The strike was only one day, but its influence has never faded

The effect of the strike was poignant and important for many Icelandic women. 

“We made a mistake by not officially calling the women’s protest of 1975 a ‘strike’. The official name was Kvennafri, or ‘women’s day off.’ But the truth is that, in spite of the name, it was a strike. And [it] was a trigger" states Gudrun Águstsdóttir. 

"Of course the next day, apart from the hangover and men’s teasing, nothing special happened. The world looked unchanged. But certain processes could no longer be stopped.” 

“I observed, for instance, the emancipation of my own mother,” observed Gudrun Jónsdóttir from "Stigamót", an Education and Counseling Center for Survivors of Sexual Abuse and Violence. “My father was a truck driver; Mama took care of the house. And at this time, she decided to go to night school, and later on to college. My father and siblings didn’t know what was going on. The house wasn’t cleaned, food wasn’t cooked, and step by step they had to learn to do it themselves. She had resigned from that business.”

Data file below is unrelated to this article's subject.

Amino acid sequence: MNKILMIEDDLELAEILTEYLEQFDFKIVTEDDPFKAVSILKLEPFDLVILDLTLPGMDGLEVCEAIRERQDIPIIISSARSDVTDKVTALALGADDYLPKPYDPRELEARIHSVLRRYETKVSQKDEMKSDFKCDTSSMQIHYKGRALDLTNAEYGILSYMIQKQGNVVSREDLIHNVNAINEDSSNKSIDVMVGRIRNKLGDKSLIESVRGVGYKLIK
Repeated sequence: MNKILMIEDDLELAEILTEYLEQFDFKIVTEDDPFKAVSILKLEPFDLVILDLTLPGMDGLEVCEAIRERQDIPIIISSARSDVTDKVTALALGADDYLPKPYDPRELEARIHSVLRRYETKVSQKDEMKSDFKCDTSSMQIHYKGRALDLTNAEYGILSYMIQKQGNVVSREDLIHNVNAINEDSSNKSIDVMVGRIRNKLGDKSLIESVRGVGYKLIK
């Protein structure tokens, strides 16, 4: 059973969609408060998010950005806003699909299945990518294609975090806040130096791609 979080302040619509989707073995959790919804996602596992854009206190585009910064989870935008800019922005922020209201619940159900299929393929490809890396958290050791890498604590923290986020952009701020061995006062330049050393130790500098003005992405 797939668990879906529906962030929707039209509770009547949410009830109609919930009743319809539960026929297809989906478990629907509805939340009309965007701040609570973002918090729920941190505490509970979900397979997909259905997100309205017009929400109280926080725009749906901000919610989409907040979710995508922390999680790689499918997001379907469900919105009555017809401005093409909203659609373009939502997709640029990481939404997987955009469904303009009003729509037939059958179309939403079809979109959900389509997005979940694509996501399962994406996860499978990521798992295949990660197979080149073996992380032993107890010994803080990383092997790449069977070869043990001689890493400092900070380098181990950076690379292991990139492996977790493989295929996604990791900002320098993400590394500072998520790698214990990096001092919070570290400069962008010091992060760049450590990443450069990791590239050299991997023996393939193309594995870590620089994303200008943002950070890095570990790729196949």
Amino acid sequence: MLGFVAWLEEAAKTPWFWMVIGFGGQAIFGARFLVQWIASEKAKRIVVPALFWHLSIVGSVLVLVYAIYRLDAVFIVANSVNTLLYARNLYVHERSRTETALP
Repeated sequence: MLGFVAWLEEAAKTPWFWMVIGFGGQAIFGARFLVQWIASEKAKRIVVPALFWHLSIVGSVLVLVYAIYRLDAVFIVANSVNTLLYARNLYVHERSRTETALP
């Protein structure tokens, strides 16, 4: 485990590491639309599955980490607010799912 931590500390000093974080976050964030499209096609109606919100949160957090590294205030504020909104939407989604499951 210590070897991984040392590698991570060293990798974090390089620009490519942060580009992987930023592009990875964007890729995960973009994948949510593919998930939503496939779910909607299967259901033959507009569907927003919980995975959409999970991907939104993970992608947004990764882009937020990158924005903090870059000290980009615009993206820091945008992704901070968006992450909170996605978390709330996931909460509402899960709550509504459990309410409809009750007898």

Political power was women’s next goal. A year after the strike, the Gender Equality Council was established, which introduced the Gender Equality Act forbidding sex discrimination.

But the event that changed the political landscape forever was the election of Vigdis Finnbogadóttir in 1980, the world’s first woman president. “If the women’s strike had not happened, I would not have had the opportunity to be elected,” she said after the vote.

In this same year, the Redstockings ceased their activities in Iceland. After the strike, there was enormous interest in this movement, and everyone joined -- Maoists, Trotskyites, Stalinists. The truth, however, was that what the organization had to offer was slowly becoming outdated. Women needed another umbrella. Not everyone wanted to sing the “Internationale” and fight for the working class.